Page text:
Sam Rohrer

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Sam Rohrer
SamRohrerPortrait 03 2010.jpg
Member of the Pennsylvania House of Representatives
from the 128th district
In office
January 5, 1993[1] – November 30, 2010
Preceded byJames Gallen
Succeeded byMark Gillen
Personal details
Samuel E. Rohrer

(1955-08-11) August 11, 1955 (age 63)
Dover, Ohio
Political partyRepublican
Spouse(s)Ruth Ann Rohrer
ResidenceRobeson Township, Pennsylvania
Alma materBob Jones University

Samuel E. "Sam" Rohrer (born August 11, 1955) is an American businessman and politician. A member of the Republican Party, he served as a member of the Pennsylvania House of Representatives from the 128th District.

Before entering politics, Rohrer managed a radio station and worked in marketing for Graco. In 2010, he ran for Governor of Pennsylvania, losing in the primary election to Tom Corbett. Rohrer ran for the United States Senate in 2012 to challenge incumbent Democratic incumbent Bob Casey, Jr., but was defeated in the primary by Tom Smith.[2] He is currently president of the Pennsylvania Pastors' Network, a branch of Let Freedom Ring, Inc.[3]

Early life, education, and radio career[edit]

Rohrer was born in Dover, Ohio, and is an alumnus of Tuscarawas Valley High School. After earning a degree in Business Administration from Bob Jones University in 1977, he managed a radio station for several years before becoming director of marketing for Graco, based in Elverson, Pennsylvania.[4]

Pennsylvania House of Representatives[edit]


Rohrer was elected to the State House in November 1992, succeeding retiring Republican Jim Gallen.[5] He typically won re-election with over 60% of the vote. However, he faced difficult contests in his last two elections. In 2006, he defeated Democrat Russell Hummel 55%-45%.[6] In 2008, he defeated Democrat John Woodward 52%-48%.[7]


He introduced legislation that would eliminate school property taxes in Pennsylvania.[8] He was a strong opponent of the REAL ID Act.[9] He authored the historic Education Improvement Tax Credit (EITC) scholarship. Today over 150,000 students have earned the scholarship to go to private schools.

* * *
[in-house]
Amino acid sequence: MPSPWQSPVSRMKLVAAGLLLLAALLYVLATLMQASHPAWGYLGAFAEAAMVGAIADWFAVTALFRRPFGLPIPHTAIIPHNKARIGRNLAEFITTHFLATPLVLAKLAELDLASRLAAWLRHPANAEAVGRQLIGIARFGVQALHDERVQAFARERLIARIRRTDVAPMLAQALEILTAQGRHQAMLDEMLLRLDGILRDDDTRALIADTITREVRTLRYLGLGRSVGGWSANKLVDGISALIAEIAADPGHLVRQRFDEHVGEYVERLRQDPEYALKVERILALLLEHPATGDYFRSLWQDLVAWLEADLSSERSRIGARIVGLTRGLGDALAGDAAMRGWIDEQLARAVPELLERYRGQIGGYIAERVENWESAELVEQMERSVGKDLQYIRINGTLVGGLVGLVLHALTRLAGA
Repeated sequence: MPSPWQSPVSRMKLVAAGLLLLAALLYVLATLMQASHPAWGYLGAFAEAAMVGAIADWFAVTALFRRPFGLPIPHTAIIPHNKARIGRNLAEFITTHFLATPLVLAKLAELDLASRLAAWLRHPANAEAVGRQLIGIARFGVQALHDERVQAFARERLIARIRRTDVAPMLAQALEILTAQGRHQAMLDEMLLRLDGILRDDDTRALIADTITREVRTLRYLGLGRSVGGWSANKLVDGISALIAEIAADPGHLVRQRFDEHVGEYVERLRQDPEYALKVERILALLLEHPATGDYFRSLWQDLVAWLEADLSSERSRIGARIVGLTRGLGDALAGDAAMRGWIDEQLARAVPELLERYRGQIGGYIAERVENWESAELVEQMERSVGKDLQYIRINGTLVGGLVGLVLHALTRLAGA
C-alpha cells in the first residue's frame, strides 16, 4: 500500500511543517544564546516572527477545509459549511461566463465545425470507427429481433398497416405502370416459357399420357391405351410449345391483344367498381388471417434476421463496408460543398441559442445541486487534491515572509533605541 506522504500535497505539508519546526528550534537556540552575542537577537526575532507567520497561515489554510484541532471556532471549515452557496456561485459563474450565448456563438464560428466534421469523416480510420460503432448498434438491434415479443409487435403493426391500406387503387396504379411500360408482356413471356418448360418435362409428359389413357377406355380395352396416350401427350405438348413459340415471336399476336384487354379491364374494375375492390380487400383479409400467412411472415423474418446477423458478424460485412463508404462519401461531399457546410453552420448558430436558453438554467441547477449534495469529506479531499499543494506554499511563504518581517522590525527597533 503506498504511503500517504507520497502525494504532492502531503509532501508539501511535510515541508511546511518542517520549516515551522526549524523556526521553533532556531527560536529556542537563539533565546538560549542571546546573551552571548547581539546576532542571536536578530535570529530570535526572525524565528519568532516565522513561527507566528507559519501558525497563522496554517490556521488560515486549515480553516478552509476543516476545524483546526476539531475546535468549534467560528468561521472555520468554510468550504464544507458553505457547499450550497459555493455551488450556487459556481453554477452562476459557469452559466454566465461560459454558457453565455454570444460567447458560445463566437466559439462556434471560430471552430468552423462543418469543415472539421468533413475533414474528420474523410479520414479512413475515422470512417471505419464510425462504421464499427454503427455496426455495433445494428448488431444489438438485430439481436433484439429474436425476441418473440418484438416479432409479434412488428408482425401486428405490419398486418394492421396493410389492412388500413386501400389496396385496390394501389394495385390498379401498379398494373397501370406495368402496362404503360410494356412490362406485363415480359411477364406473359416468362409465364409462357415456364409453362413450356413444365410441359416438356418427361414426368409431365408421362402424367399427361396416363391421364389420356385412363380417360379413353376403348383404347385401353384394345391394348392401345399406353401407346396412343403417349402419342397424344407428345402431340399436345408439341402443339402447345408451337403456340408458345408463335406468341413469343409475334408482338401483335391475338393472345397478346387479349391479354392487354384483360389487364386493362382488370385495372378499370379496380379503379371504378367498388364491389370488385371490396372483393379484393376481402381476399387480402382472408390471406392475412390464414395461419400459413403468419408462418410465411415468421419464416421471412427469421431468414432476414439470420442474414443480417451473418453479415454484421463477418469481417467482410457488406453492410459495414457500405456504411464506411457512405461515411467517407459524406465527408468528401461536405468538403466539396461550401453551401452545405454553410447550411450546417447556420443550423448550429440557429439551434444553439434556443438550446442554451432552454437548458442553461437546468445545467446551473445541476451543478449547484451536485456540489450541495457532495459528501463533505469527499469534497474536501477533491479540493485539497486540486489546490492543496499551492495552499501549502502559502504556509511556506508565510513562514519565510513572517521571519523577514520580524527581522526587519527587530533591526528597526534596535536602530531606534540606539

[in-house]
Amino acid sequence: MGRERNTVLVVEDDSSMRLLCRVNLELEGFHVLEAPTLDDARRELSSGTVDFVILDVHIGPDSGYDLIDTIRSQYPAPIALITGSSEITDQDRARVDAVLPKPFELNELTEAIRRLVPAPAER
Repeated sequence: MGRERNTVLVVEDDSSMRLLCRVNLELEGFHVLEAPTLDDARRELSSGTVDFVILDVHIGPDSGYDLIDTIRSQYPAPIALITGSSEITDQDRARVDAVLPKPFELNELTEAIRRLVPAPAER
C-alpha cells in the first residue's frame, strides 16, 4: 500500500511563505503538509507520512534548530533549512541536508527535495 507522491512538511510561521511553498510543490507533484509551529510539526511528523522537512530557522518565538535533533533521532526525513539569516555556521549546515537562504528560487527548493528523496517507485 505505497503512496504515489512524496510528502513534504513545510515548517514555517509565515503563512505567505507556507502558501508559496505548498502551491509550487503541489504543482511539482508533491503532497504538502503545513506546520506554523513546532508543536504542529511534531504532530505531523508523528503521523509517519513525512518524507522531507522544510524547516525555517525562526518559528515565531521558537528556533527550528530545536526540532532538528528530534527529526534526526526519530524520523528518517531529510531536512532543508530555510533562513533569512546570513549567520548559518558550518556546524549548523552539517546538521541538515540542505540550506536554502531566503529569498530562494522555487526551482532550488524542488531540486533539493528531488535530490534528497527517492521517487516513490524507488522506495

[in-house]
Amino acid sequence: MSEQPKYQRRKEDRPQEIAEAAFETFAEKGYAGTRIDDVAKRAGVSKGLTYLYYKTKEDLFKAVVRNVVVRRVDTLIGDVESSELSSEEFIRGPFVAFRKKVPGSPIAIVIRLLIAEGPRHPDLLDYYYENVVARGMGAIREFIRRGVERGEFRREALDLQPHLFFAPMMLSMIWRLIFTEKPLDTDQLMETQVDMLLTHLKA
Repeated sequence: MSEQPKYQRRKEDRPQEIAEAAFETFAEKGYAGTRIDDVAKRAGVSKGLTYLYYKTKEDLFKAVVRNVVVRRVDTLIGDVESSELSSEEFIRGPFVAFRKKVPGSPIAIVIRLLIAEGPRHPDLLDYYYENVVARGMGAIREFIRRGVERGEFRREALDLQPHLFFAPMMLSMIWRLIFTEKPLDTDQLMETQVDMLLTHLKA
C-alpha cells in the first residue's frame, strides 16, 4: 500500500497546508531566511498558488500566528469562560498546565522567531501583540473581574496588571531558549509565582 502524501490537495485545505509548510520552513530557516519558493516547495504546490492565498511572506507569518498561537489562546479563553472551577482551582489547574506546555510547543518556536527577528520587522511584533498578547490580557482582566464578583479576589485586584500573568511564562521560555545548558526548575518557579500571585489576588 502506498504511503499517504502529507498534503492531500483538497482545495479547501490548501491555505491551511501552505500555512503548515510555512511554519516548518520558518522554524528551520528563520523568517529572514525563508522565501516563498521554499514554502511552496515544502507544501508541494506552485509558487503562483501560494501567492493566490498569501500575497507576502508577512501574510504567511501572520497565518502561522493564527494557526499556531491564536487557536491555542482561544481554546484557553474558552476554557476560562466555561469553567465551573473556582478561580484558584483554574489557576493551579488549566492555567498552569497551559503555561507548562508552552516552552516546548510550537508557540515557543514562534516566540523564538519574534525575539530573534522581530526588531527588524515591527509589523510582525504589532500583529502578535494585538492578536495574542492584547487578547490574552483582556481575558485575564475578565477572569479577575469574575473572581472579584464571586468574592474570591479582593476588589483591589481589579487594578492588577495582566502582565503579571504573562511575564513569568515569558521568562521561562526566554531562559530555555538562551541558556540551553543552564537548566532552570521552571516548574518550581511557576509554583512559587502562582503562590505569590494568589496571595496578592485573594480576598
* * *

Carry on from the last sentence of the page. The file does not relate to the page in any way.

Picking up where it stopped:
Committee assignments[edit]

  • House Finance Committee (Chairman)[10]
  • House Agriculture and Rural Affairs Committee (Chairman)
  • House Game and Fisheries Committee
  • House Appropriations Committee[11]

2010 gubernatorial campaign[edit]

In November 2009, Rohrer announced that he would not seek re-election to the State House, and would instead seek the Republican nomination for governor.[12] His campaign team, which was headed by Jeff Coleman, a former colleague of Rohrer's in the State House, received praise for its innovative and effective use of technology, including social media.[13] Rohrer's primary opponent, State Attorney General Tom Corbett, was endorsed by the Republican State Committee of Pennsylvania on February 13, 2010, but that endorsement also generated support for Rohrer from members of the Tea Party movement. Rohrer and his supporters organized a day-long rally entitled "Mobilize for Liberty", which included seminars and a speech from Rohrer, that took place down the hall from the main ballroom in which the State Committee was announcing its endorsement of Corbett.[14] Following its endorsement of Corbett, the State Committee sent-out mailers attacking Rohrer's vote in favor of the 2005 legislative pay raise, as well as his 2001 vote in favor of a plan to increase lawmaker pensions by upwards of 50 percent.[13]

Ultimately, Corbett defeated Rohrer 69%-31%.[15] Rohrer only won two counties in the state: Lancaster County (52%) and Berks County (80%). He nearly won Clinton and Lycoming Counties[16] During the following summer, supporters initiated a write-in campaign for the November election. Rohrer did not endorse nor denounce the ultimately unsuccessful campaign.[17]

Between campaigns[edit]

In February 2011 Rohrer became Pennsylvania state director for Americans for Prosperity.[18] Rohrer resigned from the position in November, in preparation for a run for the United States Senate.[19]

2012 U.S. Senate election[edit]

On Friday, November 4, 2011, Jeff Coleman, who again signed-on to advise Rohrer's campaign, told the Associated Press[20] that Rohrer was considering a run for the United States Senate seat currently held by Democrat Bob Casey Jr., and would likely officially announce his candidacy later in the month.[20] Rohrer officially announced his candidacy at rally near Harrisburg, Pennsylvania on November 21.[21] He also released a web video announcing his entrance to the race.[22]